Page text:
Blue Hills Trail CONDITIONS
Good fall color. Good hiking and biking throughout the trail system. A small segment of the East Side trails still needs mowing (look at the mowing report below). As of September 1st, THE ENTIRE TRAIL SYSTEM has been cleared of downed trees resulting from the devastating December 2022 ice storm. Click here for maps showing the open trails. Trails involved in logging this past year have a dirt surface rather than grass (see logging notes under 'Important Updates').
Insect activity is low.
1-Logging on the West Side between intersections Y & Z is done for now.
2-Autumn 2022, loggers cut a large timber sale on the East Side. It's probably wise to avoid hiking those trails in all but very dry weather. Click here for a map showing the involved trails.
April 30: damp leaf top dusting
grooming & MOWING
After the December 2022 ice storm brought down an incredible number of trees throughout our 20+ miles of trails, spring of 2023 our officers weren't confident we'd be able to remove all the damage before the winter of 2023-24. At best, we hoped to clear the damage from our favorite trails. But guess what? As of September 1st 2023, 100% of the trail system has been cleared of downed and leaning trees. Amazing! Amazing!! Amazing!!!
Here's a time capsule of the removal of the storm damage...
- Late December we spent close to $7500 when we rented and operated heavy equipment (backhoe and skidsteer) to clear about 40% of the East Side Trails. Good skiing followed.
- Early January the Rusk Forestry Department contracted removal of downed trees from Excelsior Road on the West Side. And we thoroughly enjoyed skiing that segment.
- January/February BHTA volunteers (Blue Hills Trail Assn) spent several days clearing a few important trails on the East Side. Really tough work removing ice encrusted tree tops buried in 2+ feet of snow.
- We enjoyed some mighty fine skiing on the open trails -- and enjoyed the overall record snowfall and winter that wouldn't quit.
- In May, our volunteers provided 4 separate sessions of tree removal that buoyed our spirits. Then the bugs moved in.
- During June/July/August, we hired an affordable work crew from the Flambeau Correctional Center to clear most of the West Side trails, and several important loops on the East Side. They worked 7 full days for us! And did a great job in prepping for winter (removing not only the downed trees, but also the leaners that would block the trails when snow loaded).
- Once the bugs backed off in August, we organized several mornings for our volunteers to continue chainsaw work on the East Side. The last session was August 30th as we cleared the 'Far East' trails.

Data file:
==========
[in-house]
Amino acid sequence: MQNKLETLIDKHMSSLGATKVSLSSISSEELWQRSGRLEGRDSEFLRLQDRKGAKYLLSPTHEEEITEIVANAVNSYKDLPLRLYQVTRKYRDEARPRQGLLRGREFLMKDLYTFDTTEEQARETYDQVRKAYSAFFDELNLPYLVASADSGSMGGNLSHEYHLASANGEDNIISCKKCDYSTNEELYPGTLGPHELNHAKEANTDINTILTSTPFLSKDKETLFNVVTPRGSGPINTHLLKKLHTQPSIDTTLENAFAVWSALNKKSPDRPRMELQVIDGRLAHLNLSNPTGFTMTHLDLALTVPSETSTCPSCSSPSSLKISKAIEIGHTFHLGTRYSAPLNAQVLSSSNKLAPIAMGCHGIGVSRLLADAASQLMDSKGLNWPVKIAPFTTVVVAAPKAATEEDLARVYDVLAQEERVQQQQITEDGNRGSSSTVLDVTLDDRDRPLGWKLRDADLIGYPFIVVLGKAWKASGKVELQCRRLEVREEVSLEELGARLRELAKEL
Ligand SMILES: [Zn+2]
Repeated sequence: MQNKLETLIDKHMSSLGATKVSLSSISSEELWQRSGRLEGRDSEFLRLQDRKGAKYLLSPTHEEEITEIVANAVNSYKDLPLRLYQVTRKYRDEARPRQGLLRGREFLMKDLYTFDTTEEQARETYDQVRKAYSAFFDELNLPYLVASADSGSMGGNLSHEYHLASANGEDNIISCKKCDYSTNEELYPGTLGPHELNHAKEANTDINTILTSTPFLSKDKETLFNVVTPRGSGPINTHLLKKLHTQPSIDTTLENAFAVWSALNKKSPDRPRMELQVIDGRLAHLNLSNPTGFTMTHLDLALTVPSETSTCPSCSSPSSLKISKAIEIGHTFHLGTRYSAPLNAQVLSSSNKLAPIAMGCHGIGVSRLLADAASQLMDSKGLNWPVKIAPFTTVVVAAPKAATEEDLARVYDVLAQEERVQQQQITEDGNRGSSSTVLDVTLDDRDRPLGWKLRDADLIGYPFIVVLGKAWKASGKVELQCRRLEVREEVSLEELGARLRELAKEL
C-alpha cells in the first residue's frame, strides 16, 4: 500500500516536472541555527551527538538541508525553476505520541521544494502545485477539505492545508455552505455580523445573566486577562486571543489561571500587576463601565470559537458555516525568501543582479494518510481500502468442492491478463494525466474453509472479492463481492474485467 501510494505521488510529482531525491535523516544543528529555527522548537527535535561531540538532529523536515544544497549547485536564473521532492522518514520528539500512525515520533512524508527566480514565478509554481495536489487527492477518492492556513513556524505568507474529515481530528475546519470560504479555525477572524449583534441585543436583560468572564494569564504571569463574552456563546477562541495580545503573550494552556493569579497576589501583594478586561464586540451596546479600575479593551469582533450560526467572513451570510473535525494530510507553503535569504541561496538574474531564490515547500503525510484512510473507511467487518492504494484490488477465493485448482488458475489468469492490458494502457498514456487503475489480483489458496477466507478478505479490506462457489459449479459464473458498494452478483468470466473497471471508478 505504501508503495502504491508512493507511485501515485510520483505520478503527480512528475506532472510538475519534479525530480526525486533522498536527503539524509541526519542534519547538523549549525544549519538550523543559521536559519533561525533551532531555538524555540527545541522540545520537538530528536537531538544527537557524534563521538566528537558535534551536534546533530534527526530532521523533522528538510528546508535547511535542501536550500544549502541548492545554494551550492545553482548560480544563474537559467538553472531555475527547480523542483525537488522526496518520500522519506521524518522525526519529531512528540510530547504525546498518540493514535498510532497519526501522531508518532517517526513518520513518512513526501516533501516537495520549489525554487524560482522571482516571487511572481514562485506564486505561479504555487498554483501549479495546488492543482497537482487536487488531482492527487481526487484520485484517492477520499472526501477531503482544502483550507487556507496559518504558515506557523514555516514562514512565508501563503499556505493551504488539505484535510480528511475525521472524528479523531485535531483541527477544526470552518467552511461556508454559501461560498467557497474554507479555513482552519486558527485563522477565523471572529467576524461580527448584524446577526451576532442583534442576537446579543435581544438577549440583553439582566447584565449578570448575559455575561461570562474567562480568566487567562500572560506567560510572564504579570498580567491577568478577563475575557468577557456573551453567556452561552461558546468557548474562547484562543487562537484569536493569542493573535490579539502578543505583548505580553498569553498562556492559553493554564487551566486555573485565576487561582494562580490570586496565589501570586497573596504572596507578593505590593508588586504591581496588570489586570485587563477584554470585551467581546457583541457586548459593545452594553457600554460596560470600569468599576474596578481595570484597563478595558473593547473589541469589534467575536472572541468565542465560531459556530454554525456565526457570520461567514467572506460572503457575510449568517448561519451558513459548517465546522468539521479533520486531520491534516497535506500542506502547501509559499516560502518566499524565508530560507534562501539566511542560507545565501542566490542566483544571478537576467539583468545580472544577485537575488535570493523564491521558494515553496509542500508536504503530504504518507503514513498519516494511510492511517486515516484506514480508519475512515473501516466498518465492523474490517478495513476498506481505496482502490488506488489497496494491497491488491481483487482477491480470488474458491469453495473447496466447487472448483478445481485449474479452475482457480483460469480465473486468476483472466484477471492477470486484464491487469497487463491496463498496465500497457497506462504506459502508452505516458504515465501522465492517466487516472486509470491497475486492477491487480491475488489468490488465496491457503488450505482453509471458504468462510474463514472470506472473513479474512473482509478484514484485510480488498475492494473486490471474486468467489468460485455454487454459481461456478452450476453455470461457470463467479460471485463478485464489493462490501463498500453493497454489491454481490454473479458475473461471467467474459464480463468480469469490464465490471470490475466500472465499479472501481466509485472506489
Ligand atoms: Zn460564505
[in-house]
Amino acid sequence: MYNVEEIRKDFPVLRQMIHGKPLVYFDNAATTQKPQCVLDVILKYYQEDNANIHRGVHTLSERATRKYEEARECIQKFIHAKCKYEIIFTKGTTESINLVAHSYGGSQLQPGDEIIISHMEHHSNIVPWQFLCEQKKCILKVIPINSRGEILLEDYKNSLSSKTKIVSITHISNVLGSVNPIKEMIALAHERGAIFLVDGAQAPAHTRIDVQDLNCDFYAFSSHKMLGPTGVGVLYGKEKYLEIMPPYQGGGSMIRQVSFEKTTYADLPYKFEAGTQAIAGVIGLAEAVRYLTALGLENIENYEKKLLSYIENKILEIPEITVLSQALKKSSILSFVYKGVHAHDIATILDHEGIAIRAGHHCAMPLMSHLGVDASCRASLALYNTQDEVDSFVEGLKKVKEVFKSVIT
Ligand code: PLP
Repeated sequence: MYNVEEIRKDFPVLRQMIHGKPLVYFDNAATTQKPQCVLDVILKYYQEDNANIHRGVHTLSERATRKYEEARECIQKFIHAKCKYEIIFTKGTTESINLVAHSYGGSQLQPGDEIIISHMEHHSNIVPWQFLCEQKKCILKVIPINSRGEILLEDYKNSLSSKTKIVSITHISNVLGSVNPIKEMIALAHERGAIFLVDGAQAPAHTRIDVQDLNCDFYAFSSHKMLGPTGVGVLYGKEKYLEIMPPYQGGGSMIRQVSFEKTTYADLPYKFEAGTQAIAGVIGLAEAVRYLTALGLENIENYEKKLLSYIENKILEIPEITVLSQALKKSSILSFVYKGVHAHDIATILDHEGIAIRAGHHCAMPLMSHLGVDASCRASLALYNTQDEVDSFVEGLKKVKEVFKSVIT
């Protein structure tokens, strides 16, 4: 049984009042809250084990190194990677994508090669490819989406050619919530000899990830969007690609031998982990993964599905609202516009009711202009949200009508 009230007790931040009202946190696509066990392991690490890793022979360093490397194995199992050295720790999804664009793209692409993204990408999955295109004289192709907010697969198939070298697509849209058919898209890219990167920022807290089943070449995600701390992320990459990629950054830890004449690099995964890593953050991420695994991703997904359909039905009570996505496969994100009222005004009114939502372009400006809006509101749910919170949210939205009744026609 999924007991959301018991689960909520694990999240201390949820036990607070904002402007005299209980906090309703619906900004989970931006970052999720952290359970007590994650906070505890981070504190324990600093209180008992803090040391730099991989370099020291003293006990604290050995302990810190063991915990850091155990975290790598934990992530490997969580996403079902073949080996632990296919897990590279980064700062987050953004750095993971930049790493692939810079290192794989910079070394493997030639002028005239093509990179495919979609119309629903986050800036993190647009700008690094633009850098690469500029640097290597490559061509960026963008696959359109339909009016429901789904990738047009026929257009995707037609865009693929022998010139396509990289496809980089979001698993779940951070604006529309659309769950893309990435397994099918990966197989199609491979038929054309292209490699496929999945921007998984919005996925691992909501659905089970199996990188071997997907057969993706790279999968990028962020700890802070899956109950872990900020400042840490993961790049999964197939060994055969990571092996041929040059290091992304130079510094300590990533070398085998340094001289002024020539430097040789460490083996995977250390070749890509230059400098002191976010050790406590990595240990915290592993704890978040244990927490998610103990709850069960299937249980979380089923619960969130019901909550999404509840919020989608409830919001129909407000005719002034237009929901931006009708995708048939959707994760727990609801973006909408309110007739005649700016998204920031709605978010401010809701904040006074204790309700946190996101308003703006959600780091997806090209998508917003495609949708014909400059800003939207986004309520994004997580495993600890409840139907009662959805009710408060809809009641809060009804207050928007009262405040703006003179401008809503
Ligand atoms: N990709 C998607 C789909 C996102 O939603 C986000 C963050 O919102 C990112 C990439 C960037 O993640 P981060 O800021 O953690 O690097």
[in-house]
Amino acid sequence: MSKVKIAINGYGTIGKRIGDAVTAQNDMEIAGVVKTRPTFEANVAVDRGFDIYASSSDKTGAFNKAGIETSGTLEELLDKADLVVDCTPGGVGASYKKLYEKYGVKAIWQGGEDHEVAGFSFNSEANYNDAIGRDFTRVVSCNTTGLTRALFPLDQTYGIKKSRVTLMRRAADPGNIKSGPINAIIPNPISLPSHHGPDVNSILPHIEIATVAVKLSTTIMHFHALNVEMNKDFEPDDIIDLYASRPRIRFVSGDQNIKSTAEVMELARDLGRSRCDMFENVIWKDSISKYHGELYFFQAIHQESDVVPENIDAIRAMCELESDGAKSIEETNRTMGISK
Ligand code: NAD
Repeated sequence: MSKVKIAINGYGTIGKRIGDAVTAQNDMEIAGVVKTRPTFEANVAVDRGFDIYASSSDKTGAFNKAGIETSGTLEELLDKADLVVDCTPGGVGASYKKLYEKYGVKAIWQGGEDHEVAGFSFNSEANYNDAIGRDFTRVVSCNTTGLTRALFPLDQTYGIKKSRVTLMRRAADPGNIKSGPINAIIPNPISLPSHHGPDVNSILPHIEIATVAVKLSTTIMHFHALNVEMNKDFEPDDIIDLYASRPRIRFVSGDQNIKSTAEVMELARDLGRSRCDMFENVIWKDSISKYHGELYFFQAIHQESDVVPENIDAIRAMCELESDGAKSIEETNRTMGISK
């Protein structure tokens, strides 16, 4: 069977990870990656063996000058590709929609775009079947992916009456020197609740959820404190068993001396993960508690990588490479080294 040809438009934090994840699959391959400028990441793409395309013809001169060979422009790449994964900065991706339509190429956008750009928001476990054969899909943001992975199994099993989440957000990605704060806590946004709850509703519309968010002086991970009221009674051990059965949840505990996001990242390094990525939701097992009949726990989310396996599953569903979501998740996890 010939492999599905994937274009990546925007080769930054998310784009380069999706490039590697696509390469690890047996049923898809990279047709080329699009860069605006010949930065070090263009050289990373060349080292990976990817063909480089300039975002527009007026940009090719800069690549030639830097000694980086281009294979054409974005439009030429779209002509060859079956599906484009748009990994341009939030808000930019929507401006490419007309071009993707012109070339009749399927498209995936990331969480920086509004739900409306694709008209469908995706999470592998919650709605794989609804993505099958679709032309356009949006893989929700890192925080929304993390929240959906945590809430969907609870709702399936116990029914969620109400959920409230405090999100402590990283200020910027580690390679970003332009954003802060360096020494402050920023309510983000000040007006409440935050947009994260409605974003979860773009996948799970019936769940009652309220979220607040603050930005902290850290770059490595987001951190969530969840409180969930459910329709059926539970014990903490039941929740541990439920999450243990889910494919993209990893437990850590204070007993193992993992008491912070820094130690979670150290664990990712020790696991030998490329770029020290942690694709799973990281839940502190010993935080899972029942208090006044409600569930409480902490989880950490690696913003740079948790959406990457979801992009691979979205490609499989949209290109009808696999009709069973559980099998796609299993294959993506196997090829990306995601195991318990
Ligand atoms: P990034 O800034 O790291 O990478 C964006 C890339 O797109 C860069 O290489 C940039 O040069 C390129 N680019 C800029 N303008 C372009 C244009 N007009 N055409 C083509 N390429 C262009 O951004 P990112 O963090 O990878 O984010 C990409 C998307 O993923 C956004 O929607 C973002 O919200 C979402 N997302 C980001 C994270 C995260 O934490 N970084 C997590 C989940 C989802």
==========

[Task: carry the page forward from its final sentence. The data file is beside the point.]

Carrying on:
I think this is a fair estimate of the degree of damage we dealt with this past 9 months: 100 trees removed per km, 10 trees removed each 100 meters. That's an average, some areas weren't too bad, other areas were an unbelievable tangled mess. We removed many small trees, many medium size trees, occasional very big trees. For our 35+ km of non-motorized trails, that amounts to 3500 trees cleared to make way for our hunters, bikers, snowshoers, and skiers.
In between sessions to clear trees, we've found time to mow most of the East Side of the trail system. Those trails are in great shape, just in time for fall weather. The Rusk County Forestry Department is handling most of the mowing of the West Side - hopefully that mowing will soon start.
When you ski the Blue Hills Trail this winter, pause and reflect on not only the beauty, but the work involved. If you'd like to help us financially, here's the link where you can donate.
Happy Labor Day!
In mid December 2022, a destructive ice storm spread an unbelievable amount of damage throughout our trail system - and throughout the surrounding counties. After the deep snow pack finally melted, on April 26th we had a crew of 7 rough & tough workers clean up the ice storm debris at the trailhead around the warming house and pit toilets. They turned an unsightly mess into organized chaos. The grounds looked much more inviting after the work was completed. Once again, the warming house welcomes you.
A HUGE THANK YOU! to... Sam Behrends, Shelly Grendahl, Jan Paulsen, Tom Paulsen, Jerry Schneider, John Waldron, & Kevin Westlund.
Click here for an Instagram Post where Jan captured the action in a music video.
We have plenty more ice storm damage throughout the trail system, and will ask for your help later this summer and fall. Please consider lending a hand. Everyone is welcome.
Cleanup crew at work...
After the cleanup...
Thanks to everybody that helped during our annual Work Day on October 1st!
Here's a list of our eager volunteers : Sam B, Carolyn C, Ron J, Jan P, Tom P, Kate P, Joel R, Geary S, Bob S, John W, Kevin W, Bob W, and John Z.
Intermittent light (somewhat unexpected) rain showers kept us cool as we picked rocks, threw branches, removed logs -- generally getting the trails ready for our favorite time of the year: winter x-country skiing! We probably totaled about 50 human-hours of labor while enjoying nice fall colors.
If you weren't able to help on the designated work day, we have some leftovers for you. Contact our secretary (Tom) via email (email@example.com) to see which trails will benefit from additional trail clearing. You are especially encouraged to visit the new trail on the West Side (between Y and Z) for an enjoyable hike -- feel free to throw a few rocks off the trail while you're at it. We're expecting this new trail to offer a great way to access the inner trails on the West Side, while challenging your degree of fitness (plenty of ups, downs, and rollers).
If out hiking the trails this fall, please contact our website if you find tree falls that need chainsaw removal.
During the past two weeks, the anticipated new trail on the West Side of the trail system was bulldozed, including the placement of three new culverts. The overall dozing results are graded as A+ (many thanks to DNR Forester Bob Hauser who did the expert dozing). This new trail (Y to Z on the map image below) will be a great addition! The new trail connects the west end of Excelsior Road with the 'Lollipop' loop (D-E-D). Check out the photos with this email message.